Why a single sex, boy’s school education?

This is one of the many questions I was asked recently by the prospective parents of international students seeking a secondary education for their son in a suitable Australian school. It is also a common question in the back of local parents’ minds when endeavouring to discern the most appropriate schooling style for their son. After many years involved in the education of boys, my response was along these lines:

In a boys’ only environment, teachers focus with great intention on learning that addresses not only how to excel in academics but also how to enable growth into a young man of integrity and empathy.

The Carmelite founders of Whitefriars made the intentional choice to focus on the intellectual, physical, social and emotional lives of boys and young men because they shared an appreciation for the intensity and complexity of adolescent boys. With the Carmelite foundations of reflection, community and service providing a strong framework, boys are able to explore their values and establish the capability of making responsible decisions. Our boys are able to explore their own definitions of self, who they are and who they want to become; they learn to develop healthy, positive relationships, step out of their comfort zone and pursue their latent potential and aspirations. As educators committed to this Carmelite legacy, staff at Whitefriars strive to:

  1. Understand and celebrate the unique way that boys learn and develop

Encouraging boys to grow and mature at their own developmental pace, using strategies that address learning styles specific to boys. Recognising that boys are often physically active, competitive, apt to take risks and require variation in their learning.

  1. Teach in ways that boys learn best

Boys are more spatial and visual by nature. They demonstrate a natural affinity for areas like abstract mathematics and are hard-wired to learn more easily through action than words.

  1. Provide opportunities to enable each boy to develop to their full potential

Without the social pressures of a coeducational environment, boys are able to explore the full range of their personalities and potential. Casting aside stereotypes, boys grow to realise that they have many roles to play as scholar, athlete, musician, artist, designer and friend.

  1. Foster healthy, lifelong friendships

Positive, trusting relationships are critical to a boy’s learning. With teachers who are forthright and caring, boys lower their guard, share and give more confidently of themselves and develop a real sense of belonging.

  1. Facilitate the development of gentle, Christian men

Whilst the pursuit of high academic achievement is a key driver, the promotion of wellbeing, resilience, empathy and community service enable high quality learning. But these are all founded on the essential goal of forming ‘gentle men’ of integrity, grounded in Catholic faith and Carmelite tradition.


Tunstall Square Artwork

The Tunstall Square Traders Association in conjunction with Manningham City Council had a vision to revamp a portion the Tunstall Square’s carpark, turning it into an artist’s canvas. With an array of school groups mobilised, including Whitefriars, their efforts produced a variety of beautiful and creative art works. Long hours of work went in to each contribution and we congratulate Year 12 Art students Jayden West and Daniel Almaraz, along with their teacher, Ms Georgia Madden for their wonderful efforts in helping to make the project such a success. Images of the artwork can be found at with the boy’s work located in the second top left carpark space – look for the brown tree and horses.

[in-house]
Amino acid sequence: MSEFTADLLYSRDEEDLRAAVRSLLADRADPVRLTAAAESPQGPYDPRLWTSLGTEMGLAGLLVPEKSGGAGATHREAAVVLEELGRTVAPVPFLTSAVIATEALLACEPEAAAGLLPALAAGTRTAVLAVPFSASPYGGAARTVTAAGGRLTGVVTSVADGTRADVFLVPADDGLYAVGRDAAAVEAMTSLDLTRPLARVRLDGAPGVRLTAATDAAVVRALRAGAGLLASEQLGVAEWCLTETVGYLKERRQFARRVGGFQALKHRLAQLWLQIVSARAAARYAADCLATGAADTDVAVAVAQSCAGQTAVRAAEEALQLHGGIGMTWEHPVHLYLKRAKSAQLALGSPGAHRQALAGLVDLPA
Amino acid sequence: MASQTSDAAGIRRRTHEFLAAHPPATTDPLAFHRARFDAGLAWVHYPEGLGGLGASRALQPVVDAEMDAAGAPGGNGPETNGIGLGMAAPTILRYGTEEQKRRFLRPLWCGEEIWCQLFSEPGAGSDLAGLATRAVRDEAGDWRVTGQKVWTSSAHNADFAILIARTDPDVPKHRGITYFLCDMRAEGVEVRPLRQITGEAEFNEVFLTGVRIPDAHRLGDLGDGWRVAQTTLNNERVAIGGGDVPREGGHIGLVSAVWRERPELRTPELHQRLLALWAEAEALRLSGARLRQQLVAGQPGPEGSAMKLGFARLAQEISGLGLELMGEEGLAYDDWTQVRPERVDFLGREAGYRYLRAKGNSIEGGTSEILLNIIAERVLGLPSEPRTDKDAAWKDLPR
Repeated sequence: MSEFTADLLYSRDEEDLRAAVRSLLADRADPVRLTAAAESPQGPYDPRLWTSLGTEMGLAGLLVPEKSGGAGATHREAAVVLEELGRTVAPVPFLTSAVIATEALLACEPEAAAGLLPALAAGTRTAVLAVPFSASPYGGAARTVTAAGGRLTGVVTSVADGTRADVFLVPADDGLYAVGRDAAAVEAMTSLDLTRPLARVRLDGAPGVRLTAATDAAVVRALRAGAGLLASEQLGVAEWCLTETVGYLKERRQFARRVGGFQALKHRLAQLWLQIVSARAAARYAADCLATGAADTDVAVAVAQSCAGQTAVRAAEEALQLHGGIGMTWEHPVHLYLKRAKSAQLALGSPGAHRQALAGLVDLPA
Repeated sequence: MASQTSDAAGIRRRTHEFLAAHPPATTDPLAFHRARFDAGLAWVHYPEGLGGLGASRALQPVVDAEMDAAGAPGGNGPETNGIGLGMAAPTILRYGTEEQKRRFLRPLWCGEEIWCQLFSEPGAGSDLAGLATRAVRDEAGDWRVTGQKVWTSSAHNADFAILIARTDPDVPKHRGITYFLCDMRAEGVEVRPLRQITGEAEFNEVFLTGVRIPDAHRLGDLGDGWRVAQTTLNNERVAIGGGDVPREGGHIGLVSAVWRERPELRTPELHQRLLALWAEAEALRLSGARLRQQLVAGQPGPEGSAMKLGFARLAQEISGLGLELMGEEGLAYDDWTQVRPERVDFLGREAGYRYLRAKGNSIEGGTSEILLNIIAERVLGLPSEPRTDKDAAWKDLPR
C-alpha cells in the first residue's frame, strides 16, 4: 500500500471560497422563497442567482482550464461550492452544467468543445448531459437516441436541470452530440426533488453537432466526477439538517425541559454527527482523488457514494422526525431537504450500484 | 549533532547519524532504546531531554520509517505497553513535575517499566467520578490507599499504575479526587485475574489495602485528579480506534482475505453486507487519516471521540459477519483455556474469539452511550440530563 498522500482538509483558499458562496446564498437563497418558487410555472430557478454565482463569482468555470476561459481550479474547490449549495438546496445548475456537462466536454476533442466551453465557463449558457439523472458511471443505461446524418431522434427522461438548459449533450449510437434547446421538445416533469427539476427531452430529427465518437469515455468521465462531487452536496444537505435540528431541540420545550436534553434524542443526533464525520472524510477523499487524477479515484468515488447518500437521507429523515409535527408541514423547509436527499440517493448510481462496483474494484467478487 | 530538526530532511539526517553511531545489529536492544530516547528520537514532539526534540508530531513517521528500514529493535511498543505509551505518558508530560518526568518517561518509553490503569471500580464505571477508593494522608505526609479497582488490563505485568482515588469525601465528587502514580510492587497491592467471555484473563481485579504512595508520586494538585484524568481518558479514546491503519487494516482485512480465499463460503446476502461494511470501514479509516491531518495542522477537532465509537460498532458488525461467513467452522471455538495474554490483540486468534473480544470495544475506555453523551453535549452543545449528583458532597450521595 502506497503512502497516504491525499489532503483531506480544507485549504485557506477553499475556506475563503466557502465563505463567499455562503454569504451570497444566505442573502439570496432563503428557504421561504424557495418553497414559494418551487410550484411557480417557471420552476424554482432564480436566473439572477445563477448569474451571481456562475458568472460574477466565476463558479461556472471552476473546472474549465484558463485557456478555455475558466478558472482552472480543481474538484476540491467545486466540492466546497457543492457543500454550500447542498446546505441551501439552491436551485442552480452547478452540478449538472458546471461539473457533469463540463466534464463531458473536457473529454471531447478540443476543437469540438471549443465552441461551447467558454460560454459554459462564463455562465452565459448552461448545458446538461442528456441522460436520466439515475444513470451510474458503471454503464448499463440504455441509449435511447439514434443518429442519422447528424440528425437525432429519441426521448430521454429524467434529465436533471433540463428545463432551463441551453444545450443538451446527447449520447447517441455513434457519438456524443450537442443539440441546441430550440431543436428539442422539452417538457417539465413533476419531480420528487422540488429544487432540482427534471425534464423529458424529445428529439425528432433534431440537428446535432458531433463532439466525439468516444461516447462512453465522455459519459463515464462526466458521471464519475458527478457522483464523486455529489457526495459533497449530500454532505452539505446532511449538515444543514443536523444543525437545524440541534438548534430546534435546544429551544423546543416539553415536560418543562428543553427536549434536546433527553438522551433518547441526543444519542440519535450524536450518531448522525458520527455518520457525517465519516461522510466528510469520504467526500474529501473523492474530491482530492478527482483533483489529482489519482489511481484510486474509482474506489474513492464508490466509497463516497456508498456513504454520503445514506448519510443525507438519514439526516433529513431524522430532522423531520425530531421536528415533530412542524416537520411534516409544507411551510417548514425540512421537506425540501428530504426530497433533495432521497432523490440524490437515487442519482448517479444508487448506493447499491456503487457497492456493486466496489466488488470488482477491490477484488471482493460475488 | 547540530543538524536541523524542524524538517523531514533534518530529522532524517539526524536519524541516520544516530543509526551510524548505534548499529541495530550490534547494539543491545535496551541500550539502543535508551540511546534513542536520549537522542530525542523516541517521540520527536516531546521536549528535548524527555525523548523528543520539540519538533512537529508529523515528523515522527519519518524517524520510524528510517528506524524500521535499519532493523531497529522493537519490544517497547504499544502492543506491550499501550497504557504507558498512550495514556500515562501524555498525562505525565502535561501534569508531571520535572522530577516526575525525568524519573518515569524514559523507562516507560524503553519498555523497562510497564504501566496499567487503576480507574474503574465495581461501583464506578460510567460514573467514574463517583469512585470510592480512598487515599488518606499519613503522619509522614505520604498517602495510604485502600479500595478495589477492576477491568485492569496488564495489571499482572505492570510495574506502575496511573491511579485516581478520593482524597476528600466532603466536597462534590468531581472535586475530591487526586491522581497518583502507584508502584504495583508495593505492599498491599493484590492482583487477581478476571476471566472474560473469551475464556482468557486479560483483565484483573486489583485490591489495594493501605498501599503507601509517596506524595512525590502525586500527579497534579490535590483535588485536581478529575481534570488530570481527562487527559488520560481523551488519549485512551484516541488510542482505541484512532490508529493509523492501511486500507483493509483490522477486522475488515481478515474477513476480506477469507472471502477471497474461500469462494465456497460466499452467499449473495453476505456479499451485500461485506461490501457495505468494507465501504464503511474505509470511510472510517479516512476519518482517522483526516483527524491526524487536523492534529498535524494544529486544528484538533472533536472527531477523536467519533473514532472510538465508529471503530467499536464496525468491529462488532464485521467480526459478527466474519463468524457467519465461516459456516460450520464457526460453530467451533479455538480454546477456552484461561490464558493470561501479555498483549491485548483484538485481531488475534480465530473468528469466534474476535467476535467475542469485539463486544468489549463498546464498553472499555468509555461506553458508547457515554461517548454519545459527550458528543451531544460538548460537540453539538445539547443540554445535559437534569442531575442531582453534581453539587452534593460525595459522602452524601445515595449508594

Year 9 Parent and Son Study Skills Evening

Following on from the recent Middle Years Student/Parent/Teacher Conferences, parents were invited to attend one of several Study Skills presentations with their son. These evenings were kindly facilitated by Mrs Ensor and were again extremely successful with very positive feedback from both parents and students.

How a student studies can have a profound effect on his results. Optimal outcomes are normally achieved when a student’s journey through school is a team effort between the student, his teachers and his parents/guardians. The study skills workshops addressed organisational skills, note taking, memory skills and ways in which we can practically support our boys through correct eating, sleeping and exercise patterns. Past students were also able to discuss what has and continues to work for them in their studies.

A reminder also that study sessions are now available in the Library and Academic Study Centre for Middle Years students.  We continue to encourage students to attend the Library after school throughout the year to develop their approach to learning.


Indigenous Round

Next Wednesday 5 June, Whitefriars is honoured to be holding our annual Indigenous Celebration Day, inclusive of 2 games of football and a celebration luncheon featuring special guest, Cyril Rioli. Cyril is one of the most celebrated indigenous AFL footballers and a 4-time Hawthorn Premiership player and Norm Smith Medallist.

The whole College community will be in attendance for our Indigenous Celebration Ceremony between the two games of football.

Our thoughts are with Yianni and Thanassi Komninos whose grandfather passed away recently. Also with Sean Warren, whose paternal grandmother passed away this week. We pray that God’s peace is with the departed and brings comfort and courage to their families, along with loving memories to forever hold in their hearts.


Greg Stewart


Almae InFide Parentis

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